Working as a tight unit with Burlington Advertising and ABC publicity, my staff produced thousands of prints a month. I produced the most accurate and consistent set of negatives humanly possible. My crack darkroom staff lived in photographic nirvana--uncompromising precision and utter ease in getting the jobs out the door. 777 was the key to delivering stunning prints with a level of consistent (client retaining) quality that was above and beyond anything the industry had previously seen.

I carried a a matched set of calibrated cameras and meters on these trips--4 Minolta SLRs, 2 motorized Leicas, 4 Hasselblads, a Linhof Technica V, and a full range of lenses for everything. The compliment of tested emulsion film was copious in volume and varied to the point of making me arrestable.  The only thing omitted from my accessory kit was the kitchen sink.  A Nikonos, and Widelux were among the incidentals, all light measuring tools were in duplicate, and everything was hand-carried.  The studio had spares of all critical items that could be air shipped overnight. Exposed film was air shipped to the studio sometimes daily.

It really was not as much work as it sounds. Film crews abound with production assistants to make a lot of tedious annoying tasks impact you very little or become totally invisible. As daunting as it may sound, the hardest part was detailed planning. It worked glitch-free for dozens of projects, thanks to invaluable support from Minolta, Leica, Kodak, Ilford, Hasselblad and Marty Forscher.  Nothing ever broke down in the entire system, other than the publicity mill at ABC, who were so pleased with the result they began to run amuck. On the first day of production when everyone was feeling each another out, I usually showed up with my beater 1950's vintage Fed (Russian made Leica IIIc copy) and a Minox.  Nobody was ready for what followed.

This information was provided by Defender
when they made the product.
Click to enlarge.

On the content side of the picture, my vaunted role made anything possible. A set could not be struck until I had signed off.  If, because of film's time component, a situation I thought important did not exist, we created it.  I went to script meetings and rehearsals, OK'd the shooting schedule, and worked closely with performers. The directors all knew my job was to translate their filmatic vision into the still medium, and we would often create a version of major scenes just for my needs.  Verbal and public tirades would befall any lighting director who ignored or failed to deliver my non-optional, absolute minimum, 125 foot-candle light level (the secret that complimented the never mentioned 777 soup). Shooting fast under hot movie lights created some really tricky contrast situations.  This is where 777 more than earned its keep. The staff and I had daily phone meetings and they always knew what to expect, and to underline the situation I sent them a Polaroid and a test roll of every major light setup. The negatives had to be perfect or else the darkroom guys would have many sleepless nights.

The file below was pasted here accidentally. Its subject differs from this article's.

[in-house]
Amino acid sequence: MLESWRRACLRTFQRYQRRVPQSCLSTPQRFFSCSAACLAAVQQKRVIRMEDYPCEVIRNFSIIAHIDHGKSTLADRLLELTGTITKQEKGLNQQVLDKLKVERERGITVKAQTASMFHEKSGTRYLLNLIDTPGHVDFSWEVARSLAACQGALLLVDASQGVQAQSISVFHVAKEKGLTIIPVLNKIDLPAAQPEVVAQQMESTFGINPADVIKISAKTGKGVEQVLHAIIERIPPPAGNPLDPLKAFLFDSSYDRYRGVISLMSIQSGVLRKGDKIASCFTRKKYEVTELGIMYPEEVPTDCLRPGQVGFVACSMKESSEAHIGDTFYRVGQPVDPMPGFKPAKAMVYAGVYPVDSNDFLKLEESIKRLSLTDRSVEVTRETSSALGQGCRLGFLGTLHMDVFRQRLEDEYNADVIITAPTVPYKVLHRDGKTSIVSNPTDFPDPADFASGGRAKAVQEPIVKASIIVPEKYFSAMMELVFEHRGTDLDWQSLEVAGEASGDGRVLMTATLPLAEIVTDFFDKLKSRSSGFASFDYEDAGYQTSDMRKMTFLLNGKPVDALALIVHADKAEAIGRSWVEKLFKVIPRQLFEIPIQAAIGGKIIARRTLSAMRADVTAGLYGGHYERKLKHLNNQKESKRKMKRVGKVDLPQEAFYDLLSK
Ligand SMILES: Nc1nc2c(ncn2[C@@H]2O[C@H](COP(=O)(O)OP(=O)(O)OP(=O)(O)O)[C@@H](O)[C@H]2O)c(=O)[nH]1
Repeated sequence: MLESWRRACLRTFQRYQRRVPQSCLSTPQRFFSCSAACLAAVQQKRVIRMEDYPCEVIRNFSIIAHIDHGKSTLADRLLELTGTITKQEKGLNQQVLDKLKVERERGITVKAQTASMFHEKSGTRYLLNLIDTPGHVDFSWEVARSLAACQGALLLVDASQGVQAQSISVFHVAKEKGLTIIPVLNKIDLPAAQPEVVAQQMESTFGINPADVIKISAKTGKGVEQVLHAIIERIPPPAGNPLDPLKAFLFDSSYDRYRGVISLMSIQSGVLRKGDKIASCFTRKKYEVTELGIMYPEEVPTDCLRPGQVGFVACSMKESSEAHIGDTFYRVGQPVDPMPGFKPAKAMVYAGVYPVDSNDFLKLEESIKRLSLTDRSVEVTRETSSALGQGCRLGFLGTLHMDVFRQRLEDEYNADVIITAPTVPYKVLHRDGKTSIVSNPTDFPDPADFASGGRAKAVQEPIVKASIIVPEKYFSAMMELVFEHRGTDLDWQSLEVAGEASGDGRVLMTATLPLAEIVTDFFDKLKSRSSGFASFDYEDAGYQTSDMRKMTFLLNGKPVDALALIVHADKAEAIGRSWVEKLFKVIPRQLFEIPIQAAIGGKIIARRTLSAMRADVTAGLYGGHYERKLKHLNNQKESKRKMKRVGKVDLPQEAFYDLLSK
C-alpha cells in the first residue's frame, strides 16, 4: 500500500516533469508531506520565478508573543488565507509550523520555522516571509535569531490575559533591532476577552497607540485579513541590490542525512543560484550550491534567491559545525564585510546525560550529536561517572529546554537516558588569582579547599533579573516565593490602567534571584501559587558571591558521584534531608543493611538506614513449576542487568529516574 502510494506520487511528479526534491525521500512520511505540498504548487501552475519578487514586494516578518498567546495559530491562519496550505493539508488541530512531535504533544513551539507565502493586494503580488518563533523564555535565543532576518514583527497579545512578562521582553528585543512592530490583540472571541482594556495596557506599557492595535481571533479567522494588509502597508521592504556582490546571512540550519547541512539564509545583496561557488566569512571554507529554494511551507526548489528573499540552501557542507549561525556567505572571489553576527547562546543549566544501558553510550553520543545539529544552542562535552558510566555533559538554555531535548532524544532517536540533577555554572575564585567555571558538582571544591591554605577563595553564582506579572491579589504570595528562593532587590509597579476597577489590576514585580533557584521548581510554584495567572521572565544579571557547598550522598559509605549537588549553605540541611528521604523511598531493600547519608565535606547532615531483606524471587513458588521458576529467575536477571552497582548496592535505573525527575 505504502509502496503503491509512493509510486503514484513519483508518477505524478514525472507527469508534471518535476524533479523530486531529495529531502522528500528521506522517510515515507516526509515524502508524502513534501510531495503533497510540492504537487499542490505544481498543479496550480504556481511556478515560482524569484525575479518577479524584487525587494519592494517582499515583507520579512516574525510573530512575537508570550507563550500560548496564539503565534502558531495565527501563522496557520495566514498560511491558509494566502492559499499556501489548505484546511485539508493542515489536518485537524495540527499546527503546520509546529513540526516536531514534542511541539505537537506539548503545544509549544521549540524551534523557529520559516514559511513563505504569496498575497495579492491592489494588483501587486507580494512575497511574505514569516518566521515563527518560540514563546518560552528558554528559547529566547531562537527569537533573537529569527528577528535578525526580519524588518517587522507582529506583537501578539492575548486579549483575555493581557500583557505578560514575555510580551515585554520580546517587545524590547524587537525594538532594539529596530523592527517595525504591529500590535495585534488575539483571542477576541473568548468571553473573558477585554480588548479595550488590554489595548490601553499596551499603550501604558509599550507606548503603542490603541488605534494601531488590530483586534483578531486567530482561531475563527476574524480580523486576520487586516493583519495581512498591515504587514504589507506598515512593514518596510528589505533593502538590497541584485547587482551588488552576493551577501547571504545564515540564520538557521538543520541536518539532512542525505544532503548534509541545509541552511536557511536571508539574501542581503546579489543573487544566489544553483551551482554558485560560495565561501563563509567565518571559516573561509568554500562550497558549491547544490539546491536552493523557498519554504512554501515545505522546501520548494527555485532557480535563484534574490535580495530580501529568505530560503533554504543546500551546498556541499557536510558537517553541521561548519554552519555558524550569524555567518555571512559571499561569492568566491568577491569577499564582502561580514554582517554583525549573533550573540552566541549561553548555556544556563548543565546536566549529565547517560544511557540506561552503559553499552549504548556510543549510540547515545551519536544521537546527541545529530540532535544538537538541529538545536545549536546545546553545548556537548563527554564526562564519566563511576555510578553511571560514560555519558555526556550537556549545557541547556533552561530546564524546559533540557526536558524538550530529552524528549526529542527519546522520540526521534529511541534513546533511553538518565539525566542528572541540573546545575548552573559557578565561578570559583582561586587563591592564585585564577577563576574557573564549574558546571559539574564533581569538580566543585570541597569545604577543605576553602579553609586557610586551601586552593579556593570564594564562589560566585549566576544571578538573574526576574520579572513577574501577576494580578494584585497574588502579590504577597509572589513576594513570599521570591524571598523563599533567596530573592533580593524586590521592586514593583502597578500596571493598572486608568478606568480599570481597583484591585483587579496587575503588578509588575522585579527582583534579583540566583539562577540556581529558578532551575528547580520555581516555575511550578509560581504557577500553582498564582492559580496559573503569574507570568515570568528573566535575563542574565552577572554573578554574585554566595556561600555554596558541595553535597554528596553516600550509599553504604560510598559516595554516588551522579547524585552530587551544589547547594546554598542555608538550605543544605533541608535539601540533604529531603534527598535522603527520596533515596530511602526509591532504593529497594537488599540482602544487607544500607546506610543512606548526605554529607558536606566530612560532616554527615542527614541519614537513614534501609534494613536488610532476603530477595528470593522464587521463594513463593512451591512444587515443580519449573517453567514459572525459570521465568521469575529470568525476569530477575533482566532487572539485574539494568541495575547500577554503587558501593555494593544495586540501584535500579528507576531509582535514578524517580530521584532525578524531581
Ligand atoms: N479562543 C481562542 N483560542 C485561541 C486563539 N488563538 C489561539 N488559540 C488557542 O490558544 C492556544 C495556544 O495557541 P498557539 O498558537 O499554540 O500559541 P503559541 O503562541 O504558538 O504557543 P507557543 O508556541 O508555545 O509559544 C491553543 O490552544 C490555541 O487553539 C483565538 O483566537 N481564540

Without the foundation of the highly adaptable, reliable, and consistent film processing that our 777 developer delivered (complimented by the fact that there was a floor to the light levels we would deal with) this would have all came crashing down on us like a house of cards.  We all clearly understood that if the critical film processing step faltered in any way the entire endeavor would degenerate into a nightmare.  There was no possibility to re-shoot anything due to the big-name actors, the remote locations, and rigorous limited schedules. The cost structure was only profitable if everything worked perfectly, and were would all be looking for other work if the quality slipped. We had created a dream job and, once the word got around, we had a lot of pretenders.  We kept our job, and the pretenders failed, principally because we never talked much about our 777.

In our discussions about writing this article, Ted asked Fred to send us as much information as he could recall about how 777 was used. Here is his response:

Use a a tank larger than you need by at least 100% filling the space with empty reels. Start with constant gentle to moderate inversion agitation the first 30 seconds to 1 minute, followed by 10 seconds per minute thereafter (5 seconds per 30 seconds for slightly greater density).  To lower contrast, omit half of the agitation the final 2-3 minutes, but agitate once before the last 60 seconds. To raise contrast, gently agitate by inversion 10 seconds every 30 seconds.


9-11 minutes


10 to 14 minutes


11-15 minutes

  Neopan 400

10-13 minutes

Depending on personal agitation techniques, your mileage may vary.

Hyper agitation can produce surge effects around sprocket holes in 35mm, although continuous agitation during the first minute can be quite vigorous in large tanks--when you have sufficient quantities of chemicals, it is recommended. Lifting the film out of contact with the solution is the preferred methodology for all agitation.

Replenish 3/4 ounce per 80 square inches.  (Harvey's did make a 777R.)


 developed in Harvey’s 777.

Ripen a 3 gallon batch with about 500 sq. inches of exposed film.  Replenishment at this point is not essential, unless contrast of the first test roll is lower than desired. Results will be repeatable after the first 20 rolls.

Newer films may have less silver and different dyes and backing materials than those that this was established on.